In sum, the gentle curves and bends that may be used to create loops 6 and bends 8 of the present woven devices provide devices with safer ends: no free wire ends exist that may unintentionally penetrate and damage the wall of the structure into which they are delivered; the bends 8 or loops 6 are much less likely to mechanically fail than are the free wire ends that are connected together using welding or glue; and the likely time-consuming task of creating multiple welded or glued joints does not exist. Further, while the closed structures 4 (discussed below in greater detail) may be reinforced using methods similar to those suggested by the Wallsten patent (i.e., such as by welding), the present woven devices have, at most, only half as many potential locations for using such methods (and most likely less than half considering fewer wires are generally needed for making the present stents than are needed for making comparably-sized WALL-STENTS, even equating one of the present wires to two wires as those are used in the WALLSTENT). As a result, the potential for mechanical failure of the present woven devices is reduced accordingly.

In addition to the foregoing benefits, loops 6 and bends 8 also provide advantages over the modified free wire ends disclosed in the Wallsten patent discussed above that are unexpected. For example, the inventors have found that the mesh of one of the present woven stents may be formed from fewer wires than can the mesh of a comparably-sized WALLSTENT (even equating one of the present wires to two wires as those are used in the WALLSTENT). Accordingly, the expansile force of one of the present woven stents of a given size may be maintained with fewer wires than would be needed to maintain the same expansile force of a WALLSTENT of the same size by simply increasing the mesh tightness (i.e., by increasing angle a—FIG. 1A—discussed below in greater detail). Similarly, the inventors have found that the same result may be achieved by increasing the diameter of the present wires with or without adjusting the mesh tightness. As a result, the amount of metal needed for the present woven stents may be less than what is needed in another comparably-sized woven stent, such as the WALLSTENT. This reduction in necessary metal translates to a cost savings, and, as described above, also means that patients are less likely to experience thrombosis and/or restenosis. As a further result, the variety of sizes that may be created for the present stents and the variety in the tightness of the weave of each is virtually unlimited, thereby facilitating virtually all potential applications.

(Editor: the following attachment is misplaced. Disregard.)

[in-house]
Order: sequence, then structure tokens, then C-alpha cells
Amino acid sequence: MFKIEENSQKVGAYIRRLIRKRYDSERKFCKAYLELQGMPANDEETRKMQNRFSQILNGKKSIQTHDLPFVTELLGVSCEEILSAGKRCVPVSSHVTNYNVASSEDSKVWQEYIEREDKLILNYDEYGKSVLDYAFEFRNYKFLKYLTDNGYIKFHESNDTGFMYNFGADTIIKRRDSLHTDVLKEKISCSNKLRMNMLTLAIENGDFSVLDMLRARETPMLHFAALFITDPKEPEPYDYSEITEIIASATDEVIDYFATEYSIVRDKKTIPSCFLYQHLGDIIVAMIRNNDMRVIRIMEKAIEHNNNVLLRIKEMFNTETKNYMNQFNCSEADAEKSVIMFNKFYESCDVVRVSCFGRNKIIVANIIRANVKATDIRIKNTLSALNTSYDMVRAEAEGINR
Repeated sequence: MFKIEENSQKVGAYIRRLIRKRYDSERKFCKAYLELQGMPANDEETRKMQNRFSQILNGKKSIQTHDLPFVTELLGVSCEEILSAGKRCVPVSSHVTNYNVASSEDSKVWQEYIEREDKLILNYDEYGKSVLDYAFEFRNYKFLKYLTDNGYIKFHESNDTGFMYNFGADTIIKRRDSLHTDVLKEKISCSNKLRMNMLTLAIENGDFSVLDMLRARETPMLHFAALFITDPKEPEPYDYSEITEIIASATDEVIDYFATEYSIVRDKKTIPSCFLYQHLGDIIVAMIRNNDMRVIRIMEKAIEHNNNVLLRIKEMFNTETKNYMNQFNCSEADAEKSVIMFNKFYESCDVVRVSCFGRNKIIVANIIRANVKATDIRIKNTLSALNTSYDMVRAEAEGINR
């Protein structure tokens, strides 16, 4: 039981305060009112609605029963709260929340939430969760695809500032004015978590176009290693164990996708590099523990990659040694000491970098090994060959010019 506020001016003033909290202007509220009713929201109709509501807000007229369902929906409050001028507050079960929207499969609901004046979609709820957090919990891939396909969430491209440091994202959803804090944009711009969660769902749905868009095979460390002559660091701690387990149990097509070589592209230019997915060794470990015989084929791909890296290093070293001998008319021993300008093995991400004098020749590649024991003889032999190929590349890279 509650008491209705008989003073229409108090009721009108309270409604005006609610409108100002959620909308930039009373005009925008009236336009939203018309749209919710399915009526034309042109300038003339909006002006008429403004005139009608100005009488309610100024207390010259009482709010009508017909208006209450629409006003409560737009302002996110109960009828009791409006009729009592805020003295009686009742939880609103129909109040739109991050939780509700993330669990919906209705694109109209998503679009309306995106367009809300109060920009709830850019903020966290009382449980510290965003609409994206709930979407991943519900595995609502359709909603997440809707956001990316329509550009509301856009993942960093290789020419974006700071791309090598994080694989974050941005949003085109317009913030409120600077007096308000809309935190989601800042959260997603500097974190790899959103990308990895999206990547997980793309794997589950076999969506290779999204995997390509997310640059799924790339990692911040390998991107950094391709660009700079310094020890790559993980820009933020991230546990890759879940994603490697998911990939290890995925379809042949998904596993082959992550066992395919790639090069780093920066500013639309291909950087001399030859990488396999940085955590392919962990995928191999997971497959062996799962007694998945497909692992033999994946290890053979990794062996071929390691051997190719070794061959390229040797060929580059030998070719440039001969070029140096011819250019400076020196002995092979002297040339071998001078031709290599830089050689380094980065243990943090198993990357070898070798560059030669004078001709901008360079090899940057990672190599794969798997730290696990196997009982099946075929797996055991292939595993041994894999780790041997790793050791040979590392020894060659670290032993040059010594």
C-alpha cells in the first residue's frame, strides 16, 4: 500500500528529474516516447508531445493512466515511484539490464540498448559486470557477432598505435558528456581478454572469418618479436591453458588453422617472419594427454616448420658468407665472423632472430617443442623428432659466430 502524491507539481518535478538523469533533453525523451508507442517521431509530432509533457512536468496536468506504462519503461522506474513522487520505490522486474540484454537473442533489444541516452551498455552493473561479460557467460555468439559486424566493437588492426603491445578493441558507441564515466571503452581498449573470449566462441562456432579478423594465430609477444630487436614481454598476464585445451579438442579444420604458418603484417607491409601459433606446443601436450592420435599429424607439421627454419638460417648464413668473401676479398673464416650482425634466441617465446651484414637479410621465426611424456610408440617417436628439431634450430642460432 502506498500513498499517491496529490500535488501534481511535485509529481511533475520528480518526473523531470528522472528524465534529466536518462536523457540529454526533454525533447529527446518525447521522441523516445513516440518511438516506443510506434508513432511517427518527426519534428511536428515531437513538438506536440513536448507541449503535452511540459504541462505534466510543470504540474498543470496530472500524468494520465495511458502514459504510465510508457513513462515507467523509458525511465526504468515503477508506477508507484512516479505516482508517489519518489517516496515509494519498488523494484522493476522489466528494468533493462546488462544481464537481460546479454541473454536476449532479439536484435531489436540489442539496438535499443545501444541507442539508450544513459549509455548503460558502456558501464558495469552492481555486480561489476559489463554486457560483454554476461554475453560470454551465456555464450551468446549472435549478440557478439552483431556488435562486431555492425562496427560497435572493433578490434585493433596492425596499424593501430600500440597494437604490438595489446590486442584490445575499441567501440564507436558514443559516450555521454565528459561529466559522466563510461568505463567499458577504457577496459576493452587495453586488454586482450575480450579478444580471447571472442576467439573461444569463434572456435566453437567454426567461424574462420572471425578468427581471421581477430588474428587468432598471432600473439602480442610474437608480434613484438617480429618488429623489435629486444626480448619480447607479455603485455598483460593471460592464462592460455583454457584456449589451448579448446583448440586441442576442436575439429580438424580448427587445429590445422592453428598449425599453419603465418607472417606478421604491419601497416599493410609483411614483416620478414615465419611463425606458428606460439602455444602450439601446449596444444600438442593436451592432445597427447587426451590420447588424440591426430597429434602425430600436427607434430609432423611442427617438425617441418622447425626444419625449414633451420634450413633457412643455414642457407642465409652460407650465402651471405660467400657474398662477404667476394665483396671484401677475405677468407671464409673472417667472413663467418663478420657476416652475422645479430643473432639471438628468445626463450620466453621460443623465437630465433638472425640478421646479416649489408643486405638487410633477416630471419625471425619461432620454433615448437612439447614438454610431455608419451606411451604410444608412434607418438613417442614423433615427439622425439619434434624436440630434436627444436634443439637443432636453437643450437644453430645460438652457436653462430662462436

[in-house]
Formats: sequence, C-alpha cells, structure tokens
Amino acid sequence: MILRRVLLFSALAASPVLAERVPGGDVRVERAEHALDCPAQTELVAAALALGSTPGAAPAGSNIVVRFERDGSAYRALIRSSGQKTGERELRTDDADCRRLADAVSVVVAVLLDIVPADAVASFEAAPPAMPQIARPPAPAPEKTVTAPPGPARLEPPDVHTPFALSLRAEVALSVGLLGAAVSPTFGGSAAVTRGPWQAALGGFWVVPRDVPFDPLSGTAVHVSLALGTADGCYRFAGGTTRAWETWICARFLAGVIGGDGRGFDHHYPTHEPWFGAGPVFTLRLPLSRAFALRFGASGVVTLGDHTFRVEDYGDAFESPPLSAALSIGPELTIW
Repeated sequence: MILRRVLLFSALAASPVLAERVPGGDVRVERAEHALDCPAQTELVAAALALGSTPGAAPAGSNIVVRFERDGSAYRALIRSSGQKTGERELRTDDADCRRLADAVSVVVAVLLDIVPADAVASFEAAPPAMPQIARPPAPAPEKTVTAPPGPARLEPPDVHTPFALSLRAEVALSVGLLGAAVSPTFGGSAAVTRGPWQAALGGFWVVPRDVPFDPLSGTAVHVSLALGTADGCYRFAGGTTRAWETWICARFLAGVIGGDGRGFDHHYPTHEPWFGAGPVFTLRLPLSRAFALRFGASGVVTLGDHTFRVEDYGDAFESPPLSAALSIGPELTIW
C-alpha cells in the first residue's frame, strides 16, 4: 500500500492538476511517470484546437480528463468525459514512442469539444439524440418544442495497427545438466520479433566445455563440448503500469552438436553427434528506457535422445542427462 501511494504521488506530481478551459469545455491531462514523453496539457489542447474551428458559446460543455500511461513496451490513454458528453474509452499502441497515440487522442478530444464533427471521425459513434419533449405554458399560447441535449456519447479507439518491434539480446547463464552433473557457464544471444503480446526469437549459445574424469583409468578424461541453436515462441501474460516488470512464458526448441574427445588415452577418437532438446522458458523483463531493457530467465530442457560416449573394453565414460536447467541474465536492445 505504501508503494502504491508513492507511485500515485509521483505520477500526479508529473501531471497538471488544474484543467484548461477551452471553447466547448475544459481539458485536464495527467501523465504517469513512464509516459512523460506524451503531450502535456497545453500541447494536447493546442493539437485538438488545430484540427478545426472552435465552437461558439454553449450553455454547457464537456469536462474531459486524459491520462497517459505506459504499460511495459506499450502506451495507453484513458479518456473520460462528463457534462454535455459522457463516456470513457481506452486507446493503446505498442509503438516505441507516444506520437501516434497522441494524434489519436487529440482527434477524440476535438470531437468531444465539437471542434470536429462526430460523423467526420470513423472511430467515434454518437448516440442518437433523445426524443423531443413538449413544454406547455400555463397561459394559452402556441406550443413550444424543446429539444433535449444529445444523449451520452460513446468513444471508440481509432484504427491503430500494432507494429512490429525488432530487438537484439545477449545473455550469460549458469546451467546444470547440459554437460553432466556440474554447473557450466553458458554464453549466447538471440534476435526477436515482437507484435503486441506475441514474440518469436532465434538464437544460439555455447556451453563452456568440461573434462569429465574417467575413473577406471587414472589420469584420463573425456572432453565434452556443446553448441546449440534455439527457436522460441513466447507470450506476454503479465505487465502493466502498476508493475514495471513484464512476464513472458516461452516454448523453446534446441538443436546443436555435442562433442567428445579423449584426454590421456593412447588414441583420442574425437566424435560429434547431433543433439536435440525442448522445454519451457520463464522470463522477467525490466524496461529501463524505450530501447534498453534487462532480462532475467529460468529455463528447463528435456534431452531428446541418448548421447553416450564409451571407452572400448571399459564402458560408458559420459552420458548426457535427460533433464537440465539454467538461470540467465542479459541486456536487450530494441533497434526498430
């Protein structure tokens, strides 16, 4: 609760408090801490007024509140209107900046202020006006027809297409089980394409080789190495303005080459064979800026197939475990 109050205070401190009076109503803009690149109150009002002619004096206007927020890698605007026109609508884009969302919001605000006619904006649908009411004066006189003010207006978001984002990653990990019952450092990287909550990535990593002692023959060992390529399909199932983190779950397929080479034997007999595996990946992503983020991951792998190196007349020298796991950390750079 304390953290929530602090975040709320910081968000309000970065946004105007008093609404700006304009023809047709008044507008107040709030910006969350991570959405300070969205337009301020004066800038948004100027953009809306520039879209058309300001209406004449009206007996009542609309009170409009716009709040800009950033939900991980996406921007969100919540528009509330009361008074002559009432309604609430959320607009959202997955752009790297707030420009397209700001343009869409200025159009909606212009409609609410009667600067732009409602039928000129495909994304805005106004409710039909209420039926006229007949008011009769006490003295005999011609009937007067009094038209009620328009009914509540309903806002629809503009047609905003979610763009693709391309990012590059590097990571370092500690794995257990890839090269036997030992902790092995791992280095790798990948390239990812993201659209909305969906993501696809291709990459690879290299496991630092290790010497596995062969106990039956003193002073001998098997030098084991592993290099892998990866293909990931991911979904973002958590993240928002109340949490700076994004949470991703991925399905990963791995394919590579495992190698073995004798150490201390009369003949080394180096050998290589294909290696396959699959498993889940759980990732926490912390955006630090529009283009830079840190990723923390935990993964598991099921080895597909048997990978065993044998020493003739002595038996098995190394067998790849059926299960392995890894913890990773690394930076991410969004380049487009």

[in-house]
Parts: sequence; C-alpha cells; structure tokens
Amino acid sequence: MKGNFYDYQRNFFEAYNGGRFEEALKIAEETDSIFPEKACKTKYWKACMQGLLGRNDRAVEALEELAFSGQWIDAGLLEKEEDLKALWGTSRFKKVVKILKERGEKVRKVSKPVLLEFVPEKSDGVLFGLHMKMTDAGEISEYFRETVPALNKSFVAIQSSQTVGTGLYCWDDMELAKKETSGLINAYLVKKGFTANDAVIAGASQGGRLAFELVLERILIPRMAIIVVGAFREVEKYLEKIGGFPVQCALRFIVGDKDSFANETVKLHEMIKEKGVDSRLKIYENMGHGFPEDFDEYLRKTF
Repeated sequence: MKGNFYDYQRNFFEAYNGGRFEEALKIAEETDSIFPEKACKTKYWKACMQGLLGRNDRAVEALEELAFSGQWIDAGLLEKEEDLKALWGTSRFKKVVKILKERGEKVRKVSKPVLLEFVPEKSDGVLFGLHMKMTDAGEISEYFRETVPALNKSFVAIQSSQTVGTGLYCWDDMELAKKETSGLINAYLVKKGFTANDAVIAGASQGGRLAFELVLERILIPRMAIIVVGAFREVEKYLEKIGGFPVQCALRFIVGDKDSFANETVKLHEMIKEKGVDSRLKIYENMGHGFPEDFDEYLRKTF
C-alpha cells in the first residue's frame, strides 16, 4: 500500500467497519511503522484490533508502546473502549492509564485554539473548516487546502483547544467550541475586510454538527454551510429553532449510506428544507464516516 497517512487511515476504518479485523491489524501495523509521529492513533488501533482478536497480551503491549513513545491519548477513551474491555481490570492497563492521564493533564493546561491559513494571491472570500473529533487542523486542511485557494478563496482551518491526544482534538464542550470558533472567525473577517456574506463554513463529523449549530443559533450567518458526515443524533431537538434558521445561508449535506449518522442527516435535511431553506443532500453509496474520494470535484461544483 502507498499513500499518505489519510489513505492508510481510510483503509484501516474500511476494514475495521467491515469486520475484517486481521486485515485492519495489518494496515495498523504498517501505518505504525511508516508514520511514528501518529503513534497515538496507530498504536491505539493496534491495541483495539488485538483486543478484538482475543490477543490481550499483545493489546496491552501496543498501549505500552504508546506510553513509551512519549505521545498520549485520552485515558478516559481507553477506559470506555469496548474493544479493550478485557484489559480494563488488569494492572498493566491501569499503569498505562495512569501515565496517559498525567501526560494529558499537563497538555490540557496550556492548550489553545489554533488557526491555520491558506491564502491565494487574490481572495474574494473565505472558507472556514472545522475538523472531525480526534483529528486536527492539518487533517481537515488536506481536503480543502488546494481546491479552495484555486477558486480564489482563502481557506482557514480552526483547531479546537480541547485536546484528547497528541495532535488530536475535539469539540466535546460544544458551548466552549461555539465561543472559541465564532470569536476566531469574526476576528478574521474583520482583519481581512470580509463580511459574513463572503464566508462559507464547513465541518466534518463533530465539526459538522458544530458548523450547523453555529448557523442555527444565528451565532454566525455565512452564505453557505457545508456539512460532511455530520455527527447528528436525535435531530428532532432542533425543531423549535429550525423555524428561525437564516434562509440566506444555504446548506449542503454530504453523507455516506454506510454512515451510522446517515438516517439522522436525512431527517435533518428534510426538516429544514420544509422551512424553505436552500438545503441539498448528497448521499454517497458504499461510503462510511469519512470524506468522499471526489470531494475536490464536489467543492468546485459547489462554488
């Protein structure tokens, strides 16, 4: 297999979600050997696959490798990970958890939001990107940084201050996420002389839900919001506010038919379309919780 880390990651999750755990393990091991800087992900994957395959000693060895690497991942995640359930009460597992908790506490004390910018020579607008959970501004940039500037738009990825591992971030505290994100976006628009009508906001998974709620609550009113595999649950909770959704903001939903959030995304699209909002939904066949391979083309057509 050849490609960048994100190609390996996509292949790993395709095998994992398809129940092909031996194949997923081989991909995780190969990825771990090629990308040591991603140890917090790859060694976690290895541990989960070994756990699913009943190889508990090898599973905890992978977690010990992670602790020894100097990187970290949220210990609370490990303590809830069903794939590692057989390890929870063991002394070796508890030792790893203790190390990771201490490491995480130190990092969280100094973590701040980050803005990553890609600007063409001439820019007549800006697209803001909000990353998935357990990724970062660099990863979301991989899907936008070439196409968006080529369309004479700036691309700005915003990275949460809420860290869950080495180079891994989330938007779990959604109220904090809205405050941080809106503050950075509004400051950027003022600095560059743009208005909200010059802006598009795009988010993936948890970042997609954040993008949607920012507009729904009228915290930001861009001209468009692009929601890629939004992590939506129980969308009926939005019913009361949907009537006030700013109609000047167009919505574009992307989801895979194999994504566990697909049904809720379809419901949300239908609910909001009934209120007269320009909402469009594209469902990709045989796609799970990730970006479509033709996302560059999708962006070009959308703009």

Further, the inventors also discovered that virtually no shortening occurs while bending the present woven stents, nor do the diameters of the present woven stents increase during bending. Thus, it is easier to accurately and predictably position the present stents in a tortuous anatomy than it is to position other woven stents that shorten more or suffer larger increases in diameter when bent, such as the WALLSTENT. For example, a tightly-woven present stent, 2.5 cm long, 10 mm in diameter, formed from 10 0.006-inch wires may be maximally bent by simply holding the two ends thereof between two fingers and bringing those ends together, and no shortening or diameter increase occurs during maximal bending. In contrast, for a WALLSTENT formed from 24 0.005-inch wires to behave similarly, the inventors found that it should be 6 cm long and 9 mm in diameter; although, when manipulated in a similar manner, the WALLSTENT experienced a 10% increase in diameter and some shortening. Thus, the length-to-diameter ratios of the foregoing stents were 2.5 and 6.6, respectively.

As few as five wires, and an unlimited maximum number of wires may be used to form body 10 for any given application. As used herein, “wires” will mean a strand formed of any material, such as metal, plastic, fiber, etc. In an exemplary embodiment of the present invention, 6 to 12 wires are typically used to form body 10 in most applications.